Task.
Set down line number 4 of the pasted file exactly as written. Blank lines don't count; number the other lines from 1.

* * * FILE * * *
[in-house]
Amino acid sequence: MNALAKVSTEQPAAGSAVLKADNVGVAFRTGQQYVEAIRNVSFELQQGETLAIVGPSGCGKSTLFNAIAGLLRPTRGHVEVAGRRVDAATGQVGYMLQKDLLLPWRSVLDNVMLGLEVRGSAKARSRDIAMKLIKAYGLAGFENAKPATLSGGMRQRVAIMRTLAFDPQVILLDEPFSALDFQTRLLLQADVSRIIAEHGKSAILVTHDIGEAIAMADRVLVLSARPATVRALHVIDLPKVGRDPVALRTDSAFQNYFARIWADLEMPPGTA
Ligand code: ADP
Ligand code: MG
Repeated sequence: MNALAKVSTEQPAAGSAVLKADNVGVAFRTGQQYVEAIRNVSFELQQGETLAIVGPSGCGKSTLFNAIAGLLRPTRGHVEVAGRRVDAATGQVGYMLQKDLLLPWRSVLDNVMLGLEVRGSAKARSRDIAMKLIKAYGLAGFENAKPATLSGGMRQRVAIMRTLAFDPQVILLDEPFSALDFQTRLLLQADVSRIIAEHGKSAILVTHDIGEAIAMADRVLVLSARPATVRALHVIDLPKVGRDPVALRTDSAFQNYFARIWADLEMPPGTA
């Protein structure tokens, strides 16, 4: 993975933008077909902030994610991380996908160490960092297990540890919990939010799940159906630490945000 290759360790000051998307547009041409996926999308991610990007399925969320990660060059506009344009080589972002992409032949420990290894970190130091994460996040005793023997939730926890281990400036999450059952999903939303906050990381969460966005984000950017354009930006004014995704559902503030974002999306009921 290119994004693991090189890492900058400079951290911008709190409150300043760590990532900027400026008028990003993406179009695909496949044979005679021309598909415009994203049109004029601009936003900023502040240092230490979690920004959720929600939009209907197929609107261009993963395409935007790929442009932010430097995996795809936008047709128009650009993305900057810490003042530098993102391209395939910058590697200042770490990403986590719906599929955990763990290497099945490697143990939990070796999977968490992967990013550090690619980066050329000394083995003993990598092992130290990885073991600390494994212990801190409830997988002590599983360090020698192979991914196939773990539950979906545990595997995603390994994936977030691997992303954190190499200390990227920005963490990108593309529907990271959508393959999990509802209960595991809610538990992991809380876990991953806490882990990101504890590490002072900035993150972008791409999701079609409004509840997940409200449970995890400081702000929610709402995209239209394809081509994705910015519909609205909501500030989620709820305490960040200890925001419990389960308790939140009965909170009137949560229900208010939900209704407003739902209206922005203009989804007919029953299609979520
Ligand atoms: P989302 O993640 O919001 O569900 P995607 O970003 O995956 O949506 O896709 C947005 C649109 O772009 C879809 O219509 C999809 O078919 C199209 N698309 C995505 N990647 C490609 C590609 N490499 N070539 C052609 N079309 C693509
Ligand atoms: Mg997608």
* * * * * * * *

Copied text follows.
Ligand code: MG